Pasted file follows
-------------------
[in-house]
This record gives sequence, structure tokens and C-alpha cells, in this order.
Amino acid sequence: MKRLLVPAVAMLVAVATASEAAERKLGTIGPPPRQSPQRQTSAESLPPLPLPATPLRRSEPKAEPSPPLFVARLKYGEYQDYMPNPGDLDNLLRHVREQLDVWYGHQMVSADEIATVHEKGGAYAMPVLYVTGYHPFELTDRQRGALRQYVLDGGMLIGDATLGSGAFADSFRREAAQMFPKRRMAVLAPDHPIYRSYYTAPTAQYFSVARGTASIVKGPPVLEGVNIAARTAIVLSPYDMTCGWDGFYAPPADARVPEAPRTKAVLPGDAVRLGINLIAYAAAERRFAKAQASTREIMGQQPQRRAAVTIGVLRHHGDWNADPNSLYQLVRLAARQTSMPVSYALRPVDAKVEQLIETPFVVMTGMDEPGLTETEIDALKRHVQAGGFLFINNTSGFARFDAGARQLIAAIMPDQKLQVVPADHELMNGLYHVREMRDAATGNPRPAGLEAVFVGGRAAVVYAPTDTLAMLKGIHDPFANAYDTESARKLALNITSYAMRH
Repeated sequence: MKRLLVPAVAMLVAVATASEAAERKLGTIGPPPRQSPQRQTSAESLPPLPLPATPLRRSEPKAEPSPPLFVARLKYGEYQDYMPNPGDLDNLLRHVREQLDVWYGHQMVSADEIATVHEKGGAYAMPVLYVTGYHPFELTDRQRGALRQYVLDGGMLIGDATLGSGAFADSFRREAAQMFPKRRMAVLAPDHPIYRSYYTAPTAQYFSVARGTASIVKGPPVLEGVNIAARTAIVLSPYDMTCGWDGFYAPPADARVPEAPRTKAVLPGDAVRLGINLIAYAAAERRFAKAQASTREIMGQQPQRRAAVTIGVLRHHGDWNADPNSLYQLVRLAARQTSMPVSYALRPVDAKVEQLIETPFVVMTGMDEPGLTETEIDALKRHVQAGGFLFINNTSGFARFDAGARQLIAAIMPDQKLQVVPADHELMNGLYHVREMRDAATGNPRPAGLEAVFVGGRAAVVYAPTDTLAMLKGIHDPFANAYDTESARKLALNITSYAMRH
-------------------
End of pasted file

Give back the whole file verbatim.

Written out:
[in-house]
This record gives sequence, structure tokens and C-alpha cells, in this order.
Amino acid sequence: MKRLLVPAVAMLVAVATASEAAERKLGTIGPPPRQSPQRQTSAESLPPLPLPATPLRRSEPKAEPSPPLFVARLKYGEYQDYMPNPGDLDNLLRHVREQLDVWYGHQMVSADEIATVHEKGGAYAMPVLYVTGYHPFELTDRQRGALRQYVLDGGMLIGDATLGSGAFADSFRREAAQMFPKRRMAVLAPDHPIYRSYYTAPTAQYFSVARGTASIVKGPPVLEGVNIAARTAIVLSPYDMTCGWDGFYAPPADARVPEAPRTKAVLPGDAVRLGINLIAYAAAERRFAKAQASTREIMGQQPQRRAAVTIGVLRHHGDWNADPNSLYQLVRLAARQTSMPVSYALRPVDAKVEQLIETPFVVMTGMDEPGLTETEIDALKRHVQAGGFLFINNTSGFARFDAGARQLIAAIMPDQKLQVVPADHELMNGLYHVREMRDAATGNPRPAGLEAVFVGGRAAVVYAPTDTLAMLKGIHDPFANAYDTESARKLALNITSYAMRH
Repeated sequence: MKRLLVPAVAMLVAVATASEAAERKLGTIGPPPRQSPQRQTSAESLPPLPLPATPLRRSEPKAEPSPPLFVARLKYGEYQDYMPNPGDLDNLLRHVREQLDVWYGHQMVSADEIATVHEKGGAYAMPVLYVTGYHPFELTDRQRGALRQYVLDGGMLIGDATLGSGAFADSFRREAAQMFPKRRMAVLAPDHPIYRSYYTAPTAQYFSVARGTASIVKGPPVLEGVNIAARTAIVLSPYDMTCGWDGFYAPPADARVPEAPRTKAVLPGDAVRLGINLIAYAAAERRFAKAQASTREIMGQQPQRRAAVTIGVLRHHGDWNADPNSLYQLVRLAARQTSMPVSYALRPVDAKVEQLIETPFVVMTGMDEPGLTETEIDALKRHVQAGGFLFINNTSGFARFDAGARQLIAAIMPDQKLQVVPADHELMNGLYHVREMRDAATGNPRPAGLEAVFVGGRAAVVYAPTDTLAMLKGIHDPFANAYDTESARKLALNITSYAMRH